LOUISVILLE, Ky. — Galen College of Nursing announced today that it will offer a master of science in nursing, with a specialization in nursing education, in the fall of 2019. With the recent approval of its accrediting body to offer degrees at the master’s level, the Southern Association of Colleges and Schools Commission on Colleges, the college supports the ever-increasing need for advanced degree nurse educators, critical to the future of nursing.
The program will prepare graduates to teach in academic settings, as well as to lead and support staff development and continuing education within clinical facilities.
“As a single-purpose nursing college, we believe this program offering serves as a strategy to help decrease the growing faculty shortage, which contributes to fewer students who can enroll in nursing programs,” said Tracy Ortelli, Galen’s executive vice president, postlicensure nursing. “Additional options we are considering include an executive nurse leader track, a nurse practitioner track, post master’s certificate programs, and dual credit course offerings for our baccalaureate students. These types of programs will help prepare nurses to thrive in a diverse and ever-changing healthcare environment.”
The online MSN Nurse Educator track will be 36-semester credits that can be completed in 14 months, with courses offered over 8-week terms. Students will also be immersed in the full scope of the educator role through practicum experiences in an educational or healthcare setting. The curriculum is based on the National League for Nursing (NLN) Core Competencies of Nurse Educators and the American Association of Colleges of Nursing (AACN) Essentials of Master’s Education in Nursing, and prepares graduates to educate those who wish to enter or advance in the nursing profession.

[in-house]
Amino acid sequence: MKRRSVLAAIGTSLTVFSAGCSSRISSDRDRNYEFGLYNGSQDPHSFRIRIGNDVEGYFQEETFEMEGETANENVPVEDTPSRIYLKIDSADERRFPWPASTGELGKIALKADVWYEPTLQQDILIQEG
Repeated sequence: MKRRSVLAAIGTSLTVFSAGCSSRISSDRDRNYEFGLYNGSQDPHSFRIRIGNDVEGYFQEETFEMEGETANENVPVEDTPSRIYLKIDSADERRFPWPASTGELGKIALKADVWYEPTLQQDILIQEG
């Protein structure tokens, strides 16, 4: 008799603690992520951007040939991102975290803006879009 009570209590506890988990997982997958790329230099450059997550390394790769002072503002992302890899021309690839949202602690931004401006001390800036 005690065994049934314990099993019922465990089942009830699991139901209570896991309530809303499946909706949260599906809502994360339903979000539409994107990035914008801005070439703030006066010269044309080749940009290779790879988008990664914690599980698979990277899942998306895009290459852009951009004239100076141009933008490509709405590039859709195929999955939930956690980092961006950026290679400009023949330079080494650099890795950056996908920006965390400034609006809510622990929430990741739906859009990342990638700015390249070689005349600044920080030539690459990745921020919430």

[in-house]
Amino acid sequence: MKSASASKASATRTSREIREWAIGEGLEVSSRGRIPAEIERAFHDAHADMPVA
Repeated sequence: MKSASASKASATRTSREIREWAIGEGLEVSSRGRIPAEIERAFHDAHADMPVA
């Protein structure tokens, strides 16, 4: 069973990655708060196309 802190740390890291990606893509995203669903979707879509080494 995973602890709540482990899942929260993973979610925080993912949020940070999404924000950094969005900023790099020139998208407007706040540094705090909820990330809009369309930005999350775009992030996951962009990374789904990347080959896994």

The demand for nurses is growing steadily as the general population ages and an increasing number of nurses approach retirement age. The U.S. Bureau of Labor Statistics projects that job opportunities for nurses will grow by 15 percent by the year 2026, which is more than double the average rate for all occupations. This high level of growth in the field will make the role of nurse educators even more crucial well into the foreseeable future.
Said Dr. Joan Frey, academic president, “Galen is excited to introduce a program that supports the growing need for continuing education and professional development within the country’s largest healthcare employee segment. Nurses prepared not only to teach in an academic setting, but to lead clinical education and help shape health policy are essential to the provision of quality care in our country.”